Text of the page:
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Oct
20

Reactor Cooling and Heating Systems – Part 3

Heat exchangers in a process recirculation steam are also used for reactor temperature control. The high velocities on the process side in the exchanger increase the heat transfer coefficient and reduce fouling. For cascade control the reactor temperature PID output is the setpoint of the exchanger outlet temperature. For the exchanger to do its job the recirculation flow must be high and a wide range of returning process temperature must be tolerated. The response of the exchanger outlet temperature has a 2 stage response. The 1st stage is a relatively fast self-regulating response of the exchanger. The 2nd stage response is a protracted integrating response from the recycle effect of the process fluid in the vessel changing temperature. For large vessel volumes, the 2nd stage response ramp rate is slow enough for an exchanger temperature loop fast tuning based on the 1st stage response. Open loop tests that wait on the exchanger outlet temperature to settle out at a new operating point may be confused by the ramping from the 2nd stage response. Plants may inadvertently tune for the 2nd stage response rather than concentrating on having the PID quickly deal with the 1st stage response (see slide 6 in Reactor-Cooling-and-Heating-Systems excerpt from my ISA AW tutorial).

The speed of response of control of heat exchanger outlet temperature can be significantly increased by throttling a bypass around the exchanger and keeping the utility flow constant (see slide 7). This mode of operation bypasses the thermal lag of the heat exchanger. The response is as fast as the blending of the streams bypassing and going through the exchanger. Due to the change in heat transfer coefficient with velocity, there is an additional response from the change in heat transfer. Consider the response of the heat exchanger with cold water. An increase in cooling demand will cause a decrease in bypass flow and an immediate decrease in exchanger outlet temperature. The higher velocity through the exchange will increase the heat transfer to the cooling water making a further slower reduction in temperature. If the measurement and valve are fast enough, the PID can be tuned for faster rate of response from blending providing further separation between the first stage self-regulating response and the second stage integrating response. Heat exchanger bypass control provides a much faster secondary loop for reactor temperature control.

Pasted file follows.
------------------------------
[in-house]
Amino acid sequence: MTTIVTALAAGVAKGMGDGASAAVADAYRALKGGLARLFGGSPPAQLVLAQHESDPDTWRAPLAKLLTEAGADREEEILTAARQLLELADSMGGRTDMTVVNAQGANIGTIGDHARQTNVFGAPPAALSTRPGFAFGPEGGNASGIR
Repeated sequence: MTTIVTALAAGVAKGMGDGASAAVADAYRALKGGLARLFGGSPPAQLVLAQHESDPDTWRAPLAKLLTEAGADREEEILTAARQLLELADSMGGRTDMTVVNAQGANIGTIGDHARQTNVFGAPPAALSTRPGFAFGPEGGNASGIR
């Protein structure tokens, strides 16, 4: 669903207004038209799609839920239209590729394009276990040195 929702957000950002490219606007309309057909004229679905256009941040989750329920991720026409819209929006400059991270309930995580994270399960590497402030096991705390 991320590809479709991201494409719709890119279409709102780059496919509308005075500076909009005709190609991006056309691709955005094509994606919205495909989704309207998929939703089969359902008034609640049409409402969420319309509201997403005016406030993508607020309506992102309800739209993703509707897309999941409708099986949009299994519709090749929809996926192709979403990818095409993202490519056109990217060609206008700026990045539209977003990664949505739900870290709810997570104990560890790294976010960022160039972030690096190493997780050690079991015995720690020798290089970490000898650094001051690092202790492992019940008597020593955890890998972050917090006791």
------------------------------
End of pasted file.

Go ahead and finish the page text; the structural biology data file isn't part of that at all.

Faster tuning of the secondary loop can compensate for utility temperature and pressure disturbances before they affect the primary reactor temperature loop. A faster secondary loop also makes the primary loop ultimate period faster enabling more aggressive reactor temperature control and better compensation of process disturbances (e.g. reactant temperature and concentration).

At low cooling or heating requirements, the hot or cold utility valve can be throttled to extend the rangeability of the exchanger. A valve position controller (VPC) can be used to prevent the bypass valve from going wide open by cutting back on the utility flow (see slide 8). A VPC can increase the turndown of the heat exchanger bypass control and prevent the process velocity through the exchanger from going below a minimum reducing the degree of fouling and frosting. This minimum flow also keeps the process side heat transfer coefficient from dropping too low. A low output limit on the VPC can be used to prevent fouling and deterioration heat transfer coefficient on the utility side. The VPC should be the enhanced PID to minimize interactions. Steam heat exchanger bypass control is not used because of steam blowing into the condensate system at low heating requirements.